Monday, June 15, 2015

Delon Deville presents Parafenelia

Pimpbread Music

    In a time when the big names in hip-hop are so far removed from the hardship of daily life, Delon Deville’s Parafenelia, released in 2011 on Third Degree Burns Records, is a breath of fresh air. The album plays like a soundtrack to the life of a hustler doing what he has to do to get by. The opening track, "LabCoat Chemist," is an ode to hustling and drug dealing, and sets the tone for the rest of the album. The beat is ominous and serves as the perfect backdrop for Deville to give the listener a cold dose of reality. Deville combines boasts with warnings - this lifestyle isn't glamorized, but rather a picture is painted that includes the highs and the lows: “It’s a risk that you gotta take/ Staring death in the face ‘til I hit the Pearly Gates.” On “Starrz and Strappz” Deville wonders “how it feels to be retired with a potbelly,” further emphasizing his daily struggle.

    Another theme found on Parafenelia is that of lost love. Tracks like “Ladykiller” and “Going in Circles” describe doomed relationships. “She used to tell me that no one could replace me,” Deville croons, on “Ladykiller,” a track that depicts a picture perfect relationship gone bad. “Whats It Gonna Take?” is another slice of life, as Deville tells the story of another relationship gone sour: “Holdin’ hands, kissin’, yup, the whole pretty picture,” quickly turns to “I should go, I should stay, I thought relationship was bullet proof/ Baby started trippin’, I was really tryin’ to keep it true.” These songs reflect Deville’s commitment to describing real-life scenarios, subject matter that is relatable to the masses.

    Throughout the album Deville is joined by a handful of guests. “Blow Smoke” and “White Walls” feature his Masters of the Universe comrade West Kraven, an artist who he has worked with consistently throughout his career. Parafenelia also features Nelly Nel, Deville’s younger brother, who offers verses and hooks on several tracks, most notably on “From A to Z,” a hustler's anthem dedicated to drug dealing. His cousin, Jihad, appears on two tracks, including the stand-out “Starrz and Strappz.” Jose Cuervo, one of Deville’s homies, also blesses two tracks, “LabCoat Chemist” and “Hey Yung World.” The star of the show here, though, is Deville himself, who produced the entire album and steals the show with subject matter that comes naturally to him.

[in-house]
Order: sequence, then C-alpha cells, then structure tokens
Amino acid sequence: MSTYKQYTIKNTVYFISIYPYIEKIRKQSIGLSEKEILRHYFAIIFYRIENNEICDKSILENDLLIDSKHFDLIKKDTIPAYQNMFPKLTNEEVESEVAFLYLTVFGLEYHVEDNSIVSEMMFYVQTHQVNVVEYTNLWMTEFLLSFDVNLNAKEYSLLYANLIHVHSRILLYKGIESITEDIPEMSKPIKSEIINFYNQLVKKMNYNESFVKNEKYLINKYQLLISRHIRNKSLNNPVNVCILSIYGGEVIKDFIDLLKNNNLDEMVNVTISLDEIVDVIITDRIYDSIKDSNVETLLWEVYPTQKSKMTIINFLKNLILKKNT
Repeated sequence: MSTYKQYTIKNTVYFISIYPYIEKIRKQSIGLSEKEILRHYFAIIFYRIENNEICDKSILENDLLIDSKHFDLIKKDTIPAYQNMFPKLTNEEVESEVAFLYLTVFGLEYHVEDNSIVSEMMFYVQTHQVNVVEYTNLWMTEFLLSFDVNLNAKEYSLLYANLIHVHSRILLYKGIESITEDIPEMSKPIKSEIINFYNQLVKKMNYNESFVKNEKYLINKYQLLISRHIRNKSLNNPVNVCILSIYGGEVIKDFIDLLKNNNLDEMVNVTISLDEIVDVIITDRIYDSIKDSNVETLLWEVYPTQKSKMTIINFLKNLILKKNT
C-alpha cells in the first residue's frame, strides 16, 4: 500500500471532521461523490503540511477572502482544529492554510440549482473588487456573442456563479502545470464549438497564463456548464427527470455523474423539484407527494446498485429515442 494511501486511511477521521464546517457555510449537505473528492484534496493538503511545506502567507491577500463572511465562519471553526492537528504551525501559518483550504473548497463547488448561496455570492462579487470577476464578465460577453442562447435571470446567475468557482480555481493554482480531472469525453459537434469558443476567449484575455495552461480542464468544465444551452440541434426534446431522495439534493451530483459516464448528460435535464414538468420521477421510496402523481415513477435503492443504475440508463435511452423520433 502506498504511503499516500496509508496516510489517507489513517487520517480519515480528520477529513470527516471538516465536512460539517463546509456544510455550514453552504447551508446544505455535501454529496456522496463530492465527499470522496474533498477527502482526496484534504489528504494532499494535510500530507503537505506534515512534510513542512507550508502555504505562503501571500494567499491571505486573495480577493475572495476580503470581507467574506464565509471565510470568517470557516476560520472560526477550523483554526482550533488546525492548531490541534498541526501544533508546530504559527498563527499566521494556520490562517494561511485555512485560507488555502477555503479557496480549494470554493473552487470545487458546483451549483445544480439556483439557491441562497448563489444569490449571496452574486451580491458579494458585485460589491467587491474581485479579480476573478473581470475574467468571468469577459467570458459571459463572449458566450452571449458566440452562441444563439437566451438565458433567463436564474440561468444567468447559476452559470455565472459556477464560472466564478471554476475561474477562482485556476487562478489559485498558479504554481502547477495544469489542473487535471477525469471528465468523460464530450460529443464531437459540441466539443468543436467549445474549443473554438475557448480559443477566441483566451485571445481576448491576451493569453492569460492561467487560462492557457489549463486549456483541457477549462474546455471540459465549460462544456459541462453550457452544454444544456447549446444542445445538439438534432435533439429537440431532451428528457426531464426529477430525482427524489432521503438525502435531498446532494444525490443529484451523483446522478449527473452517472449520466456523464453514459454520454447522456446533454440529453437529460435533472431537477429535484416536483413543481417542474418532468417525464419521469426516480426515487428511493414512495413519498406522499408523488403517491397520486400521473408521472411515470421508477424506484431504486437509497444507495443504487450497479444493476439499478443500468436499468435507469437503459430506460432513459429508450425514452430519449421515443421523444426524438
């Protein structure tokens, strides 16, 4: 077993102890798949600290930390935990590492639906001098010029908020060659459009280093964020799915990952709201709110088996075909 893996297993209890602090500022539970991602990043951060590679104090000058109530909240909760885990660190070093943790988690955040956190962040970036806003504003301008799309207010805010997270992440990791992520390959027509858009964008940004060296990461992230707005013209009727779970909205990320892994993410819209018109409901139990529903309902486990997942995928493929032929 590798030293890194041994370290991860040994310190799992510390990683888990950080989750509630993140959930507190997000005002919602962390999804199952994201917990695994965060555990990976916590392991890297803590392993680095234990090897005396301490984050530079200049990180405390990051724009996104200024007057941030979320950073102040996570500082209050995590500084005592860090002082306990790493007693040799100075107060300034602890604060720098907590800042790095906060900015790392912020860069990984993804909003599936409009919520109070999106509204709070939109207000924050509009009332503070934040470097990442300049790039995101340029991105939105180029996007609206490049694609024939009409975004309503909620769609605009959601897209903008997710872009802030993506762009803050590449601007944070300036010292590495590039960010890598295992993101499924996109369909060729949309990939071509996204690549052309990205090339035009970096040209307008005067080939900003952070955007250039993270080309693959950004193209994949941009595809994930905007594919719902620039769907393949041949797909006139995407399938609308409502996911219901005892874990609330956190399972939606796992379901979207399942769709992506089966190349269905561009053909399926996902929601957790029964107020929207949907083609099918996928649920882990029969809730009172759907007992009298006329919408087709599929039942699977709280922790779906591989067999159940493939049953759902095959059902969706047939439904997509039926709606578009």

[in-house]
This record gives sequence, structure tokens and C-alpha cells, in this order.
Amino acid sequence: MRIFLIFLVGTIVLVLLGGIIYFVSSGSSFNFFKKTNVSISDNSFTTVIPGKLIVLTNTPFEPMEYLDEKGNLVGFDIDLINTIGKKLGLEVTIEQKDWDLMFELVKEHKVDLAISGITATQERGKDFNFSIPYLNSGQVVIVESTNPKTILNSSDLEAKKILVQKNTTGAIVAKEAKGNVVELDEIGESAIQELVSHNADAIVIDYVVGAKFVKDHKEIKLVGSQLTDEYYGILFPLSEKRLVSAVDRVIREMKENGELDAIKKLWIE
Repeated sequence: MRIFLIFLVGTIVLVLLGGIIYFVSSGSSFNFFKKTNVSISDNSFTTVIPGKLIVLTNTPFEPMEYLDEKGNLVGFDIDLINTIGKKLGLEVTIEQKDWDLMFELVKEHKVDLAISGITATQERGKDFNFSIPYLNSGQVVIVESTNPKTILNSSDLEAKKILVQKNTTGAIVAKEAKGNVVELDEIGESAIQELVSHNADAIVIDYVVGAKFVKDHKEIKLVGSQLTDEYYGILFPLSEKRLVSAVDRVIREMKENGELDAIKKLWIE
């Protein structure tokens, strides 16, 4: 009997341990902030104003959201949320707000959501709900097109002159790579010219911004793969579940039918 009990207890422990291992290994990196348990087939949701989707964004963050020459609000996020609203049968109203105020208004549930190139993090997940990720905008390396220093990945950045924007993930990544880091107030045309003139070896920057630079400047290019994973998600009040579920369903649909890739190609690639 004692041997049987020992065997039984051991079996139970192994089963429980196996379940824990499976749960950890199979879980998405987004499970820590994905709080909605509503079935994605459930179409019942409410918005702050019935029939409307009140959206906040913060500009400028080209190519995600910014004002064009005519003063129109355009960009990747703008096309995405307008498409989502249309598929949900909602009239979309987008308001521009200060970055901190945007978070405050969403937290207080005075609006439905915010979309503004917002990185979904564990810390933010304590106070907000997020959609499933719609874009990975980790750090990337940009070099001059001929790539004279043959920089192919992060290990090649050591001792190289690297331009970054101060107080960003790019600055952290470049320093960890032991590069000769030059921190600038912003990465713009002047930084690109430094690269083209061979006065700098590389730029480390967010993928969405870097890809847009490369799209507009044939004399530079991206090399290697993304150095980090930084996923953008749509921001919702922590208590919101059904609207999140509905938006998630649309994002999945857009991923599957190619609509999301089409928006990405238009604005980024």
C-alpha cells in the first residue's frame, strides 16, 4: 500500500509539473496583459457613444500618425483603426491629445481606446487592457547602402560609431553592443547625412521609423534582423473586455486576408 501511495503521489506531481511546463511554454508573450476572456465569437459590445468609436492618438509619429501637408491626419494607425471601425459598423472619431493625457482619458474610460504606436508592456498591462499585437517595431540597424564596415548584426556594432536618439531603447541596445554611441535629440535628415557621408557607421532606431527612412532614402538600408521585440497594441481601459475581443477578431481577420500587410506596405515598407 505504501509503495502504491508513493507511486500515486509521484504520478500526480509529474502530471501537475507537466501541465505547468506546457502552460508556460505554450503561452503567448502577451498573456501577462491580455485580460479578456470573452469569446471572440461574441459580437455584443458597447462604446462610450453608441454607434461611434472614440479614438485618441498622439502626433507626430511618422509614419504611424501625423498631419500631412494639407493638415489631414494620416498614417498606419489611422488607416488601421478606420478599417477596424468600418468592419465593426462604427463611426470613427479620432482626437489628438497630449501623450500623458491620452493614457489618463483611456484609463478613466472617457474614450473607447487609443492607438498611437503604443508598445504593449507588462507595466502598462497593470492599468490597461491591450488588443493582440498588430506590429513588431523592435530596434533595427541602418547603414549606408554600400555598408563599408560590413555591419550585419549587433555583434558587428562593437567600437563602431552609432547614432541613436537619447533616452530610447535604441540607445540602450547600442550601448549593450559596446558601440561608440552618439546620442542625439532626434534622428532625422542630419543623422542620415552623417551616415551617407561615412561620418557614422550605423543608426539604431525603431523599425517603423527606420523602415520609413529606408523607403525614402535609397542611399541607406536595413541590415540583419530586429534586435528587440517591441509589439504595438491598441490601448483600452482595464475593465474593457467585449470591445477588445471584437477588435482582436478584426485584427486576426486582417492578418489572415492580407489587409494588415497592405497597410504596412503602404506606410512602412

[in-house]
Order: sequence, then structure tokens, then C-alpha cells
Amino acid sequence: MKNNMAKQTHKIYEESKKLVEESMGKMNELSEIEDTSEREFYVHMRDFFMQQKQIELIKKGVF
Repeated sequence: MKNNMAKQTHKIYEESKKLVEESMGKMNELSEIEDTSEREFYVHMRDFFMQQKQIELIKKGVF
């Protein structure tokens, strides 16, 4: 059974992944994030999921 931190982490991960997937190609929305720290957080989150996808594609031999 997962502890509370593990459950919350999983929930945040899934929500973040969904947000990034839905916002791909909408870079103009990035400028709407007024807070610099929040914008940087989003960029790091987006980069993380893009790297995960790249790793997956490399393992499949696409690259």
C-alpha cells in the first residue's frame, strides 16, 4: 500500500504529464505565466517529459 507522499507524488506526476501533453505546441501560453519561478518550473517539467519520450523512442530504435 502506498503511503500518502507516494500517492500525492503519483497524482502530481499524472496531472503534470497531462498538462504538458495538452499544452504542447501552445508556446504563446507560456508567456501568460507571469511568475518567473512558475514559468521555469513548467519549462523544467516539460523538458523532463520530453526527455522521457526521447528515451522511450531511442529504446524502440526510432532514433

Delon Deville is not a new artist. His roots go back to the early 90s, and the abstract, spaced-out material he released under the moniker Shamen 12 was embraced by the San Diego underground. With Parafenelia, though, Deville has carved out a sound and style that is utterly unique, while still being relatable to the people. He describes a world he knows intimately, giving the listener a glimpse into the reality of his daily existence. The futuristic funk that permeates the album is laid back and smoky, creating the perfect atmosphere for his tales of hustling and trying to find love in a cold world. Parafenelia was tragically slept on and remains a highlight in the San Diego veteran’s long and varied career.

You can purchase Parafenelia on bandcamp here.


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